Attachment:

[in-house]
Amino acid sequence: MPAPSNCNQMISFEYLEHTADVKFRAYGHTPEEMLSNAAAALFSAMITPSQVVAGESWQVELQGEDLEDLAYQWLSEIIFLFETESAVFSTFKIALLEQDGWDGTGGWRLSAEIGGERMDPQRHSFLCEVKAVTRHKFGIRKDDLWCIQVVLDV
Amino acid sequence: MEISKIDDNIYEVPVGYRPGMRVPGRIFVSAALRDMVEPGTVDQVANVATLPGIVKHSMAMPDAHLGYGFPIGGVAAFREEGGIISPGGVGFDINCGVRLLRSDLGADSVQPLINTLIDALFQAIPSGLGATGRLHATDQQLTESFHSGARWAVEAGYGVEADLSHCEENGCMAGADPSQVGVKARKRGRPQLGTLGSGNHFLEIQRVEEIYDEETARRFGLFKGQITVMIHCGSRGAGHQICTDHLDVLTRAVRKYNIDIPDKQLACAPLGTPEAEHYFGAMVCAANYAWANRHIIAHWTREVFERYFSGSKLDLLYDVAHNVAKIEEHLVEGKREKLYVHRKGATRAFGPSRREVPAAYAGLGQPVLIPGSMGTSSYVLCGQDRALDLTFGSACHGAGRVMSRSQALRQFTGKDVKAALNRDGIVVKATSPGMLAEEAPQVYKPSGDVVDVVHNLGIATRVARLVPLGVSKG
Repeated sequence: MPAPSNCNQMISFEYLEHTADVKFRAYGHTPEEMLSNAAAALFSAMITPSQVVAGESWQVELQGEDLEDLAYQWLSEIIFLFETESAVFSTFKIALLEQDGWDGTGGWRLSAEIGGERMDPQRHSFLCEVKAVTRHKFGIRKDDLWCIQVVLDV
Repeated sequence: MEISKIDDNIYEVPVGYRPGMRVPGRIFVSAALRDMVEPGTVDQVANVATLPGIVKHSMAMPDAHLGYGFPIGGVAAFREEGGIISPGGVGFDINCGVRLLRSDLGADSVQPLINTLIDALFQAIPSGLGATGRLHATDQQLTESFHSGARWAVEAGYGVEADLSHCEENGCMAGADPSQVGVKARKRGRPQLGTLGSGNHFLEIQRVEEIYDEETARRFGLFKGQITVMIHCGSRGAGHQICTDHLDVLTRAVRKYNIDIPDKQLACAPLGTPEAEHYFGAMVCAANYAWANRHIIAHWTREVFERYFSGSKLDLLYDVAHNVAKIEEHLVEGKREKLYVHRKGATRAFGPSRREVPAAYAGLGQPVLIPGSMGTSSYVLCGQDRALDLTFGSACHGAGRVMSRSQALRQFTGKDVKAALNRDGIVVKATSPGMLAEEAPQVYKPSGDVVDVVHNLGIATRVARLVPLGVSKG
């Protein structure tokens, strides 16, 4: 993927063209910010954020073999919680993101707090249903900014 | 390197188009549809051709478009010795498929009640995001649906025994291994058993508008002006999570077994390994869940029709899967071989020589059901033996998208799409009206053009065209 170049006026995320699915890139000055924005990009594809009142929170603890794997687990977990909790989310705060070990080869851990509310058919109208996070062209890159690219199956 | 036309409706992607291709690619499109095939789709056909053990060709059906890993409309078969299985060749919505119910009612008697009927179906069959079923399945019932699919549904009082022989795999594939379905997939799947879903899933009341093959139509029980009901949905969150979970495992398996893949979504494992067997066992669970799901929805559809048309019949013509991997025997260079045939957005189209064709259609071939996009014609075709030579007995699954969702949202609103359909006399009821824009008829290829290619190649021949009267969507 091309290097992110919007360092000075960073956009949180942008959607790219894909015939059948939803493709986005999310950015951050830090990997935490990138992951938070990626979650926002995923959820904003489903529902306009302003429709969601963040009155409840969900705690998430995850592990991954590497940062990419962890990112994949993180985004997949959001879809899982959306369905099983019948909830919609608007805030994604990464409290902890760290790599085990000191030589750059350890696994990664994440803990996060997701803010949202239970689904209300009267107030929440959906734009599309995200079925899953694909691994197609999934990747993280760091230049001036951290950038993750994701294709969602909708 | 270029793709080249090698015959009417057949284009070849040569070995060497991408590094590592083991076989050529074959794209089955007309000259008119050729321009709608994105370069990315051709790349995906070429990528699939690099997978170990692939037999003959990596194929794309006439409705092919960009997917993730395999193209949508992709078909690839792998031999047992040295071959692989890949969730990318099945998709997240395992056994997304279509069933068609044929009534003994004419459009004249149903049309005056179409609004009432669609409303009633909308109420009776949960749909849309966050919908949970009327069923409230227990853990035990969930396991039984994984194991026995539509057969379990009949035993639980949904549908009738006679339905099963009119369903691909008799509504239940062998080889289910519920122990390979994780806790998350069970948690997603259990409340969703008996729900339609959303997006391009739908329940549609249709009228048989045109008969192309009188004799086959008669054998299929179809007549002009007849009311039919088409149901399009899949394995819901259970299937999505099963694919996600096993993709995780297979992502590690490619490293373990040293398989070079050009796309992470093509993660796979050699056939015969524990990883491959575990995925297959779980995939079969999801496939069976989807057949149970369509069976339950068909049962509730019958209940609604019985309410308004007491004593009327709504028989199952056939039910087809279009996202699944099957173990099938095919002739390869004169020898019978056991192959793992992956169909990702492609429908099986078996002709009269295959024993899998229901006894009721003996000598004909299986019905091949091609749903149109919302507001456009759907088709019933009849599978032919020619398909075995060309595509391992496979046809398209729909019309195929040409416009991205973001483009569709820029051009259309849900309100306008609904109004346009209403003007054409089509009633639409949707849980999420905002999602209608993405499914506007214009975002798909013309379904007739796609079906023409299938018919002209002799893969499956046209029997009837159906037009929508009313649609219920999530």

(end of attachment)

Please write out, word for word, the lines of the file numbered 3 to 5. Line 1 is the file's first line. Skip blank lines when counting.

Amino acid sequence: MEISKIDDNIYEVPVGYRPGMRVPGRIFVSAALRDMVEPGTVDQVANVATLPGIVKHSMAMPDAHLGYGFPIGGVAAFREEGGIISPGGVGFDINCGVRLLRSDLGADSVQPLINTLIDALFQAIPSGLGATGRLHATDQQLTESFHSGARWAVEAGYGVEADLSHCEENGCMAGADPSQVGVKARKRGRPQLGTLGSGNHFLEIQRVEEIYDEETARRFGLFKGQITVMIHCGSRGAGHQICTDHLDVLTRAVRKYNIDIPDKQLACAPLGTPEAEHYFGAMVCAANYAWANRHIIAHWTREVFERYFSGSKLDLLYDVAHNVAKIEEHLVEGKREKLYVHRKGATRAFGPSRREVPAAYAGLGQPVLIPGSMGTSSYVLCGQDRALDLTFGSACHGAGRVMSRSQALRQFTGKDVKAALNRDGIVVKATSPGMLAEEAPQVYKPSGDVVDVVHNLGIATRVARLVPLGVSKG
Repeated sequence: MPAPSNCNQMISFEYLEHTADVKFRAYGHTPEEMLSNAAAALFSAMITPSQVVAGESWQVELQGEDLEDLAYQWLSEIIFLFETESAVFSTFKIALLEQDGWDGTGGWRLSAEIGGERMDPQRHSFLCEVKAVTRHKFGIRKDDLWCIQVVLDV
Repeated sequence: MEISKIDDNIYEVPVGYRPGMRVPGRIFVSAALRDMVEPGTVDQVANVATLPGIVKHSMAMPDAHLGYGFPIGGVAAFREEGGIISPGGVGFDINCGVRLLRSDLGADSVQPLINTLIDALFQAIPSGLGATGRLHATDQQLTESFHSGARWAVEAGYGVEADLSHCEENGCMAGADPSQVGVKARKRGRPQLGTLGSGNHFLEIQRVEEIYDEETARRFGLFKGQITVMIHCGSRGAGHQICTDHLDVLTRAVRKYNIDIPDKQLACAPLGTPEAEHYFGAMVCAANYAWANRHIIAHWTREVFERYFSGSKLDLLYDVAHNVAKIEEHLVEGKREKLYVHRKGATRAFGPSRREVPAAYAGLGQPVLIPGSMGTSSYVLCGQDRALDLTFGSACHGAGRVMSRSQALRQFTGKDVKAALNRDGIVVKATSPGMLAEEAPQVYKPSGDVVDVVHNLGIATRVARLVPLGVSKG